Topiary In Ornamental Home Gardens

When we hear the word topiary it usually conjures up images of grand old castle gardens or botanical gardens and the such. However topiary has also long been used for the ornamental home garden, albeit with less grandiosity. Topiary plants do have a more severe look about them and are typically more work but they make excellent feature plants and can lend a tone of formality, elegance, beauty, grace and sophistication to the ornamental home garden. How many topiary plants you choose will depend on the style of garden you want, the level of care you are prepared to give (or hire), and your budget. Ready to purchase, mature topiary plants are expensive, and in my area, difficult to buy. Starting off with young plants and training them up your self is far more economical but requires time and patience but the effort is well worth it.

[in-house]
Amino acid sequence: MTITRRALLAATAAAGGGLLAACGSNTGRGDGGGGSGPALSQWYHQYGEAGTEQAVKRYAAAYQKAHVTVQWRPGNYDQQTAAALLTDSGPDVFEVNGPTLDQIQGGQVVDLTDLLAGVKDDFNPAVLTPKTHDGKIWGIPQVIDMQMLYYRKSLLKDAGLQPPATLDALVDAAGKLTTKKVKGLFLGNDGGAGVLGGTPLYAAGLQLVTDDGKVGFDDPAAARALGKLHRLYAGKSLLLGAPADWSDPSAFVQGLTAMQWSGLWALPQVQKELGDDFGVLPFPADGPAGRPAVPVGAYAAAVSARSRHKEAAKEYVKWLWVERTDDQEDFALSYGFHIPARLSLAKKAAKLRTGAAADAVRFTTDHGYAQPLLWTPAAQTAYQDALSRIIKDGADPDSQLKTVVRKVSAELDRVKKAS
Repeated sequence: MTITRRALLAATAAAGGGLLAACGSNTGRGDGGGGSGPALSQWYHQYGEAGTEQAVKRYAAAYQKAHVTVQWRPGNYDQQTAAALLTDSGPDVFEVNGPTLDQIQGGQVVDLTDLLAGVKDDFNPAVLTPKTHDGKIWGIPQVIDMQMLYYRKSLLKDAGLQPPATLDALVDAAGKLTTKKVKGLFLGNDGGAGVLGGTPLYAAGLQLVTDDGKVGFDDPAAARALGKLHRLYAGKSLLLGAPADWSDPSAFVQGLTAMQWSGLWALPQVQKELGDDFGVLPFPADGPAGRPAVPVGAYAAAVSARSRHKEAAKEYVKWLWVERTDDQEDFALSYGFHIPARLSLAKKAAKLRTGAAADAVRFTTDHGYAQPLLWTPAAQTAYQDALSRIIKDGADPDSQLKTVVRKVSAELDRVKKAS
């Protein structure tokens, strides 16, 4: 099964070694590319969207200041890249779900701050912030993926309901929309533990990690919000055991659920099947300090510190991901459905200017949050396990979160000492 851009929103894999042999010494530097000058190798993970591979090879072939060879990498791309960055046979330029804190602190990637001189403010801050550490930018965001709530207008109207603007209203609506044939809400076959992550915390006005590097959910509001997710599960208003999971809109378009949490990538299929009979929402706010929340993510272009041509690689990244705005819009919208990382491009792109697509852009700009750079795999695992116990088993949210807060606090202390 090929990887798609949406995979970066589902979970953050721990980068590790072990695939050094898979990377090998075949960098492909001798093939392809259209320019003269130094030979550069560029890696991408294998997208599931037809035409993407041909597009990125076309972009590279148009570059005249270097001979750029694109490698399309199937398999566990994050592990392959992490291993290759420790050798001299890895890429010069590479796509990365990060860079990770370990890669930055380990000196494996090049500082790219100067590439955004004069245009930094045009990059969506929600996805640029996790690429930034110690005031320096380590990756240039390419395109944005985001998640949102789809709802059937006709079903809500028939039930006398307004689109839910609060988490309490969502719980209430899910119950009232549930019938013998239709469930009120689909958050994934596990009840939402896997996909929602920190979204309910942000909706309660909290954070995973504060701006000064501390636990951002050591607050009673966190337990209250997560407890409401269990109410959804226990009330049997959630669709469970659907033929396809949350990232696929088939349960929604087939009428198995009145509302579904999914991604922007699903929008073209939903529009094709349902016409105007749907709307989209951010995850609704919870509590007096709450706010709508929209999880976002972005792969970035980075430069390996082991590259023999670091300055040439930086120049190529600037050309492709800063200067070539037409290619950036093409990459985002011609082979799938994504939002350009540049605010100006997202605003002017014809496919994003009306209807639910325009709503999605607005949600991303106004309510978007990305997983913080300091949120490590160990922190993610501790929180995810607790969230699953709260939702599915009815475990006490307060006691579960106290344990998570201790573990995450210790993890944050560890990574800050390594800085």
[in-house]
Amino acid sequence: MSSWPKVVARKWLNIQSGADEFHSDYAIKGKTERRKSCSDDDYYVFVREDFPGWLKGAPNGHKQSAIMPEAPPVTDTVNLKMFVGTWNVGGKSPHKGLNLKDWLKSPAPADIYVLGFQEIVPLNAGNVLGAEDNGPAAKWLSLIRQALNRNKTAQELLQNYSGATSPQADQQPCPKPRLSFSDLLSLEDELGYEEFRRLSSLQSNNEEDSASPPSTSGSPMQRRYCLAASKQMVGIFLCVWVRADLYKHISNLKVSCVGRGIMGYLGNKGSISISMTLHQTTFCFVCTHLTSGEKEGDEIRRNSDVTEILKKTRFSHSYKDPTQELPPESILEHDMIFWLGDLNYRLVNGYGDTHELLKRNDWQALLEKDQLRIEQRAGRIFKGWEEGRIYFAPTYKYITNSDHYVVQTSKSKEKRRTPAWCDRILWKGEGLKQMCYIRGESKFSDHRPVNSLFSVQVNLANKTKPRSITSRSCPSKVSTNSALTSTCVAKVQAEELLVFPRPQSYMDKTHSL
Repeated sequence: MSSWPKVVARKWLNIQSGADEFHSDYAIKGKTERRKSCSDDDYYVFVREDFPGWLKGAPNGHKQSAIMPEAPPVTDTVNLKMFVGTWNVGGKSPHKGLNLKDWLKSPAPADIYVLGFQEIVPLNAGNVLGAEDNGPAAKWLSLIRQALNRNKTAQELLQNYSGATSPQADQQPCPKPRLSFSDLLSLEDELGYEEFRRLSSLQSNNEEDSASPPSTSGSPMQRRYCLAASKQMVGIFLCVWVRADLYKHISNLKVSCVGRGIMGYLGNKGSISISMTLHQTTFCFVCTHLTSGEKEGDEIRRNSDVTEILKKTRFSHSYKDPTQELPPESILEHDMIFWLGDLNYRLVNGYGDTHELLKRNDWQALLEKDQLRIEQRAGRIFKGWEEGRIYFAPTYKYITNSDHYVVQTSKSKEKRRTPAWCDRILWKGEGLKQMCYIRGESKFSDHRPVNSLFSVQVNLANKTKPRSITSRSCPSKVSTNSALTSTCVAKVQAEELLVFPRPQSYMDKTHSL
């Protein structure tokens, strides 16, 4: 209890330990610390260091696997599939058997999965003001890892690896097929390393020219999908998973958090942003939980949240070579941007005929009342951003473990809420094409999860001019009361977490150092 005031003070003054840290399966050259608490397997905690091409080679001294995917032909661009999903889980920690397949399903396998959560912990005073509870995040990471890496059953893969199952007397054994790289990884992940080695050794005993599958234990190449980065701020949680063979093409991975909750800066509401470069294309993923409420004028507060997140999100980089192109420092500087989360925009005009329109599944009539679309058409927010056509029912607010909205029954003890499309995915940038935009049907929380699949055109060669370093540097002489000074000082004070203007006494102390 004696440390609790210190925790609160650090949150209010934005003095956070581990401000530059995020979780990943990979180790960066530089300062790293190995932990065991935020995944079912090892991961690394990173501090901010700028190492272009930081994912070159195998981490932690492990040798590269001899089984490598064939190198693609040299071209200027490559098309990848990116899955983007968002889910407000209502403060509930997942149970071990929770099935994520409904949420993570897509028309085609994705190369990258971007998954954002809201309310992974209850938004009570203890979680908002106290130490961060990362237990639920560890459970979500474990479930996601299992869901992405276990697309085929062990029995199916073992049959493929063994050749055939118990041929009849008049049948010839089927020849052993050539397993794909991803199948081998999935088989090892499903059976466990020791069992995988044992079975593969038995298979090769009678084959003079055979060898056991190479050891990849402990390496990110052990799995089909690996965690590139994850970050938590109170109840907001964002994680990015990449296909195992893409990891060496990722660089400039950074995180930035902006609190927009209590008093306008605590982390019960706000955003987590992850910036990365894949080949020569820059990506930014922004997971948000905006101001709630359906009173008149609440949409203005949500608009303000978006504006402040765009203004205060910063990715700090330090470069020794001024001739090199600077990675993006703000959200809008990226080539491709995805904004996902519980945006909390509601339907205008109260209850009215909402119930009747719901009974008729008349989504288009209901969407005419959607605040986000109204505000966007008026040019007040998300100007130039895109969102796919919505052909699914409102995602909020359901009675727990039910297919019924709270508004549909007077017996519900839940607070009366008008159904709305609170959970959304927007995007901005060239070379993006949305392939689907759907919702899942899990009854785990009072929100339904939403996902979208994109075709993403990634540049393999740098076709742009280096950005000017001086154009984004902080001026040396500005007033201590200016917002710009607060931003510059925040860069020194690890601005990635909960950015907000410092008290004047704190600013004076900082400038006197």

What is topiary?

Topiary is the art of pruning and training plants (usually woody plants) into decorative shapes.

What are the best plants to use for topiary?

Typically slow growing evergreens with small, dense foliage and short internodes, make the best topiary choices. Faster growing trees or shrubs like Privet (Ligustrum) can also be used but they require more frequent pruning.

Yew (Taxus) and Boxwood (Buxus) and Japanese Holly (Ilex)are the easiest to work with as they can take a hard pruning, and do well with frequent pruning. By hard pruning I mean they can be cut back to the bare branches and they (if the plants are healthy) will still put out new growth.